Real estate taxes, both residential and commercial, account for over half of the citys revenue base.
The market corrections underway in both sectors are likely to challenge the citys ability to fund the services it needs going forward, said City Manager Jim Hartmann in an interview with the Times last week.
Real property taxes accounted for $278 million to the citys financial coffers out of a total revenue source of $519 million for 2008. The proposed city budget being considered for approval by City Council, as proposed by Hartmann for 2009, will increase by 3 percent to $535 million an increase at a time when city residential tax revenues are projected to decrease an average of 1.7% overall.
City Council will vote on one of two budget proposals recommended by Hartmann on May 12 for fiscal year 2009.
The citys Real Estate Assessments Director, Cynthia Smith-Page, said residential tax assessments for 2008 will be based on the most recent comparative sales data for market activity, and will vary throughout the city. While some neighborhoods will see little decrease in taxes, others with a better sales appreciation rate in 2007 will have their residential taxes increase.
In the citys Historic District (area code 22314), single family homes will diminish in assessed value by as much as 3 percent and condos will take the biggest hit, with the highest decreased value of almost 9 percent. The average values are represented by Zone 8, with single family homes down by 1.7 percent in value compared to 2007, and residential condominiums down by 4.1 percent. The condominium market shows the greatest decline in values overall, with valuations driven by location and neighborhood amenities, said Smith-Page.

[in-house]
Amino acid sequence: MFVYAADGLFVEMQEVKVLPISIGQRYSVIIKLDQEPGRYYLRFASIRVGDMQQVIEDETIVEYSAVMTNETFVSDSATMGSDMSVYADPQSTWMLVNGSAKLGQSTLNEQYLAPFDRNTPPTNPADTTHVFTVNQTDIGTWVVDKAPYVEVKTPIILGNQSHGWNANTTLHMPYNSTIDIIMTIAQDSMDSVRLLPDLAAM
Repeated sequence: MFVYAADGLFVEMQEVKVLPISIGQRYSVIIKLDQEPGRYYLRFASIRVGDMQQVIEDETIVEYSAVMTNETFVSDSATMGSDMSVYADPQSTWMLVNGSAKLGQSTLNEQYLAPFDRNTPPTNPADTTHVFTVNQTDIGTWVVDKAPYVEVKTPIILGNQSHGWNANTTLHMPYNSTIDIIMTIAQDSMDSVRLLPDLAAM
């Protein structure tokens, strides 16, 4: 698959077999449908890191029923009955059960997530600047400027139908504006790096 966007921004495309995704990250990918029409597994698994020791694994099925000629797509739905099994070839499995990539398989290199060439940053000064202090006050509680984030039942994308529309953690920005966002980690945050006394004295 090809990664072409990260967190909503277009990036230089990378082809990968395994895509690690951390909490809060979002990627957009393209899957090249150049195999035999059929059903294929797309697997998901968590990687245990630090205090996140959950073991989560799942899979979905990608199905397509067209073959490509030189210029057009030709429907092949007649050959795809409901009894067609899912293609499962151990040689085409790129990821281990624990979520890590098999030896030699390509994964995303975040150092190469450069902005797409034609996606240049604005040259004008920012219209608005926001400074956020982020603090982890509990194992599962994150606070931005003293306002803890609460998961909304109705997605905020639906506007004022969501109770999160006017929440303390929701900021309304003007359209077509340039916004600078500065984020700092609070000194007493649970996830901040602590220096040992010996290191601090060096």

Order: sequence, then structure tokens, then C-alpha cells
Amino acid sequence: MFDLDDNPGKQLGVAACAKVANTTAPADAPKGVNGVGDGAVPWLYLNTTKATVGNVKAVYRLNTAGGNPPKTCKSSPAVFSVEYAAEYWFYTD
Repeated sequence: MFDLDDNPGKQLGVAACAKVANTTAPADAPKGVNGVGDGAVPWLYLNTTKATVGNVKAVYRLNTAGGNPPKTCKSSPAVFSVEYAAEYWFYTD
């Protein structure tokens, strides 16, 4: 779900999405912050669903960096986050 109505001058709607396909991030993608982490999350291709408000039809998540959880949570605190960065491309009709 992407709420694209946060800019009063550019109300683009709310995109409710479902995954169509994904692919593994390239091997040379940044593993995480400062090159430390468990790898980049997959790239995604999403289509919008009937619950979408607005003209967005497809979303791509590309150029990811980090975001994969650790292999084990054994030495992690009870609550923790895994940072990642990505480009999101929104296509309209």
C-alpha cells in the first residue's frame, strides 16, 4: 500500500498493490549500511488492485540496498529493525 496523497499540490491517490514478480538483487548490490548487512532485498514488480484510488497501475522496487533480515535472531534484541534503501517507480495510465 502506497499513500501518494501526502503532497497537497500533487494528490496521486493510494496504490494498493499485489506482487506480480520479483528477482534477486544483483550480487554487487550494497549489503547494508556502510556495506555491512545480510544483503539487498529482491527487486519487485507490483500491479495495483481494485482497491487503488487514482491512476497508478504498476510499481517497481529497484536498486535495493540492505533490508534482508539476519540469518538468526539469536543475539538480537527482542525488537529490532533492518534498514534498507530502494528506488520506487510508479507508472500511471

The citys Zone 9 (Old Town) home valuations will be reduced by 3 percent for single-family homes and by 5 percent in residential condos, according to a tax assessment map provided to The Times by the city. Other highlights of the map show Old Towns Zone 6 (also Old Town) will have a reduction of half a percent in single-family homes and a 3% reduction in condos. The biggest reduction in city tax assessments will be in Zone 11, (North Old Town, mostly Potomac Greens) with condos dropping 9 percent in value, but single-family residences by only 1.4 percent.
The next largest decrease in assessments will be in Zone 15 (off Route 1 by I-495), with condos down in valuation by 7.8 percent and single- family dwellings decreasing by 1.5 percent.. Zone 10 (Del Ray) will see assessments reduced by 7.5 percent for condos, with single- family homes down by 1%. Zone 14 (Rosemont/ Beverly Hills) will see reductions of 0.3 percent for single-family homes, and 6% for condos. Zone 2, or Parker Gray, assessments will be down 5.9 percent for condos, and less than 1% for single-family homes.
These assessments will provide a stable platform for future appreciations, likely to be within the traditional 2-5 percent range, according to data collected by the National Association of Realtors covering the past 28 years.
Hartmann has presented two budgets to City Council, and has issued a one-time increase in commercial valuations of 12 percent over last year, which will help offset the reduction in residential tax revenues, while growing the overall budget by almost 3 percent for 2009.
While there is sufficient capital to run the city through 2009, according to Hartmann, the city may be challenged to provide enhanced services, if revenues do not pick up. Sales taxes are also down, as consumers are spending less money in Alexandria, the budget data shows.
The city can adjust spending on capital improvement projects to jiggle numbers to meet the reduced budget flow, but over time, there may be a need to adjust our expectations.
In the meantime, the city is about to hand real estate shoppers a powerful reason to look closely at the For Sale ads.
As property values take a reduction, market prices usually follow.